If you’ve rooted your Android phone, you’re familiar with ClockworkMod – it’s one of the most popular recoveries (a ‘recovery’ is somewhat like the BIOS of a Windows computer. If you can boot to recovery, you can do anything). ClockworkMod is created by a guy who goes by Koush, and he’s well respected in the Android community (rightfully so). ClockworkMod is normally installed using ROM Manager, another application that Koush developed that basically provides a user-friendly GUI to the otherwise un-aesthetically-pleasing process of *using* ClockworkMod – doing a nandroid backup, installing new ROMs, etc.
All that to introduce this latest……situation? Basically, Koush developed a brand new version of ClockworkMod that supports touch input (historically you’ve had to use your phone’s volume and power buttons for navigation). He’s offered two methods of distribution, and that’s caused some issues with members of the Android community.
FREE – like other versions of ClockworkMod, you can download the touch-friendly update for free, but it’s only installable via Fastboot. Basically that requires you to use the Android SDK on a supported computer and use some command-line commands to perform all the steps. It’s basically the nerdy way to do it.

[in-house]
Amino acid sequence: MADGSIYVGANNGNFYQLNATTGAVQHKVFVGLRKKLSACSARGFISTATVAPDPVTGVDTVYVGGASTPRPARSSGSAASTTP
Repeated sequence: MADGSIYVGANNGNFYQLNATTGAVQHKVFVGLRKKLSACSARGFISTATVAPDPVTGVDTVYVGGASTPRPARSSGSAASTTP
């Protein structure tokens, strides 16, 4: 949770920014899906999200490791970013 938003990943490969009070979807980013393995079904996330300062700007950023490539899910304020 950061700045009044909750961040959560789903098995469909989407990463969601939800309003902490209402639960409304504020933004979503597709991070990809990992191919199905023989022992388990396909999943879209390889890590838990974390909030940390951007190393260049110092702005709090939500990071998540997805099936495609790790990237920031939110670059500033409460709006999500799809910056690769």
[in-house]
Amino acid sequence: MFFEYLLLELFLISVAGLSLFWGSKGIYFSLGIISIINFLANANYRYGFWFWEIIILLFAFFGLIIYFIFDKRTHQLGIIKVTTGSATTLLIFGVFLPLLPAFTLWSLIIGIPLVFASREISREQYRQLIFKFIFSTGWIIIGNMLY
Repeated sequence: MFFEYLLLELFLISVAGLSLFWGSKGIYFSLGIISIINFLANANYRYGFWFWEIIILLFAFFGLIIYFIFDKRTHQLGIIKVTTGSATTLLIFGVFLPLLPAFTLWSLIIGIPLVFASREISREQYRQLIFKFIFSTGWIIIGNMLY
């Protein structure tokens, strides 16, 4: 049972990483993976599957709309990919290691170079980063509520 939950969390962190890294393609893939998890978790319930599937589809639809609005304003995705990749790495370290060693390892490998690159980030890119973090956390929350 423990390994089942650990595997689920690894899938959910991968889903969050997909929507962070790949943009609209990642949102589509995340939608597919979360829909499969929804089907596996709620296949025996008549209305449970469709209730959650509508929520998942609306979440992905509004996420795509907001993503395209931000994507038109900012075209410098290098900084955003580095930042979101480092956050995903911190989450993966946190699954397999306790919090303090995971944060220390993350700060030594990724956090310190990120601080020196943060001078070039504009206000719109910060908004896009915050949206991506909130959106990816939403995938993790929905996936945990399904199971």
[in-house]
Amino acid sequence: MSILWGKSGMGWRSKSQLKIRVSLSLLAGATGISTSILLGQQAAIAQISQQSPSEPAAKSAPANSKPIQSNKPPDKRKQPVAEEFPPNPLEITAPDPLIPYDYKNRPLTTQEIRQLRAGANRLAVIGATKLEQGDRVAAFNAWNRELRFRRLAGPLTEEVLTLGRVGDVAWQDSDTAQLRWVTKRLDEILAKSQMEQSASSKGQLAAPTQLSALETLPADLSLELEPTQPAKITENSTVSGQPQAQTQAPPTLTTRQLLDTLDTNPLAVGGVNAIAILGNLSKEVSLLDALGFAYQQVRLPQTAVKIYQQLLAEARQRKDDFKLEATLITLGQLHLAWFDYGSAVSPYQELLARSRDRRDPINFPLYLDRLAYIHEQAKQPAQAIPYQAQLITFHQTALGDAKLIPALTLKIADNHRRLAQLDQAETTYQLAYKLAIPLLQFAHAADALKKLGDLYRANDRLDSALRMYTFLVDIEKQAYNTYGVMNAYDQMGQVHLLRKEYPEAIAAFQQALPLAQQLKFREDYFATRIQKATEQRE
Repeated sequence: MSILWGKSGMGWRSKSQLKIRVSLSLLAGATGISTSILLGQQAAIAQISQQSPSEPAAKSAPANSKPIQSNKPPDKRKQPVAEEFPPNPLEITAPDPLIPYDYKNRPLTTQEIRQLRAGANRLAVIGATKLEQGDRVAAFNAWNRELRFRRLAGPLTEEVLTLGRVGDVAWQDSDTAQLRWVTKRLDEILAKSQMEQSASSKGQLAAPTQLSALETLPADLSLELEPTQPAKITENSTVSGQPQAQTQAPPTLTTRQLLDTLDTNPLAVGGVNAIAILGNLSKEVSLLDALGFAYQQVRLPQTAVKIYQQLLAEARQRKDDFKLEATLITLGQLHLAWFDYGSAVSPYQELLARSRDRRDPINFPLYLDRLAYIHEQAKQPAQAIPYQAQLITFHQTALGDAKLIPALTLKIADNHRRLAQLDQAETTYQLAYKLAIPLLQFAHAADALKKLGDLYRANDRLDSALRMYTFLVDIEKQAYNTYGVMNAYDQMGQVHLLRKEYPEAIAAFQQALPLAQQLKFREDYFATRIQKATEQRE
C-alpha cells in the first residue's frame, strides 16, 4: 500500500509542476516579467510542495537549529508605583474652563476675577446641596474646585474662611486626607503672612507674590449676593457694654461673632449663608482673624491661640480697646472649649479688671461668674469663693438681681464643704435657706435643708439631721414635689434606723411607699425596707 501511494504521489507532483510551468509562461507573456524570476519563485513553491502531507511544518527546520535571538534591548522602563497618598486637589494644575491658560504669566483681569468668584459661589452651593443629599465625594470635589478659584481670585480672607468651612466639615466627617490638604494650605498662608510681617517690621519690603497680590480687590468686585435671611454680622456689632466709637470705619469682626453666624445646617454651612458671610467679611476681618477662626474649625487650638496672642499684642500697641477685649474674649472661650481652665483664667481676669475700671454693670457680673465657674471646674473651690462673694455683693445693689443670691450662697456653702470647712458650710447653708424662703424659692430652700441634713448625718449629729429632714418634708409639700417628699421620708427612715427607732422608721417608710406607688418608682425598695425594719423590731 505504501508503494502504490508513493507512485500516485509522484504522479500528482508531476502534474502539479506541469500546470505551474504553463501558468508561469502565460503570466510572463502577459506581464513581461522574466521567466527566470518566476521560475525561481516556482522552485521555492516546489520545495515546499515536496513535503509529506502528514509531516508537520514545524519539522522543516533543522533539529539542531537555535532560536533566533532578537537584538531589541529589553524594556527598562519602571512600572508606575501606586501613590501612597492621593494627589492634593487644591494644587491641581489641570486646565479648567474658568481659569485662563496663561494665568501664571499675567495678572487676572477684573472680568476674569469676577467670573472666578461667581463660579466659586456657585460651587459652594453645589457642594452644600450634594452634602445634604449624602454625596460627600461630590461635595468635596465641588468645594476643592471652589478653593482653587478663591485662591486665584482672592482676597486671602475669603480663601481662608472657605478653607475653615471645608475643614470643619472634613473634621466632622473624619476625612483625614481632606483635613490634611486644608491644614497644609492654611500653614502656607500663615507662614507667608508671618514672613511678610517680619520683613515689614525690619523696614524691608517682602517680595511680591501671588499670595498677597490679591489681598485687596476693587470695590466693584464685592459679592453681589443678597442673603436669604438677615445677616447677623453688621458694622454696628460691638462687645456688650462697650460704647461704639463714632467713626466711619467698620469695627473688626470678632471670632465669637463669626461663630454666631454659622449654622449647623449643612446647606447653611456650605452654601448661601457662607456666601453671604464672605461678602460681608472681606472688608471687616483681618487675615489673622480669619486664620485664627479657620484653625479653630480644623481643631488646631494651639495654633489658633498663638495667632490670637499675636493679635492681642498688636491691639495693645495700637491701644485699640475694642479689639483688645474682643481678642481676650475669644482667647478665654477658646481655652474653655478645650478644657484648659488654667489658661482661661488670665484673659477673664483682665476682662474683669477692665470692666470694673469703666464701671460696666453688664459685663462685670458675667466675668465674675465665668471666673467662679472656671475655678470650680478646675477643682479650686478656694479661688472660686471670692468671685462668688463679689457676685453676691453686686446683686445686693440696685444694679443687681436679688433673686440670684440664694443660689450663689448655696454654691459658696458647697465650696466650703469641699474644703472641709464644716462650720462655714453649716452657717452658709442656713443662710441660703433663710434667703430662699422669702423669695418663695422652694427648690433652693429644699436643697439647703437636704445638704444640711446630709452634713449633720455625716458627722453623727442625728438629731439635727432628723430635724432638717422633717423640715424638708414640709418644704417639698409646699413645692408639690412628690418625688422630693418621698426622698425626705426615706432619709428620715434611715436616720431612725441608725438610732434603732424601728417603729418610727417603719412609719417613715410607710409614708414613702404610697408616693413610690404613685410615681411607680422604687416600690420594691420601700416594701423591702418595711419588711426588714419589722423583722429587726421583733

$1.99 – if you’re lazy, don’t want to hassle with Fastboot, or any other excuse, you can pay $1.99 through the Android Market and get the touch-enabled ClockworkMod to install through Koush’s ROM Manager application (Which is free).
Some have taken issue with this, but I think it’s brilliant, personally. I’ve used tons of versions of ClockworkMod on various devices, and it’s a great little piece of code. It does precisely what it says on the tin, is stable, and is generally pretty easy to use if you can read. I have also gone through the experience of setting things up via Fastboot and can assure you it’s not insanely difficult. It does take a bit of research to know what all is going on, but a half an afternoon and you should be fine.
I’ve seen other developers do this, offering an .apk for free through various forums, but for a small price on the Android market. Some of those I’ve continued to use the free version by sideloading onto my phone. Others, I’ve tried out the free version, but then bought the full version on the Android Market, mainly so that I can easily keep the app up-to-date without having to sideload a new version every time the developer releases and update.
Do you think Koush is being greedy, or do you agree that he’s simply taking advantage of the opportunity?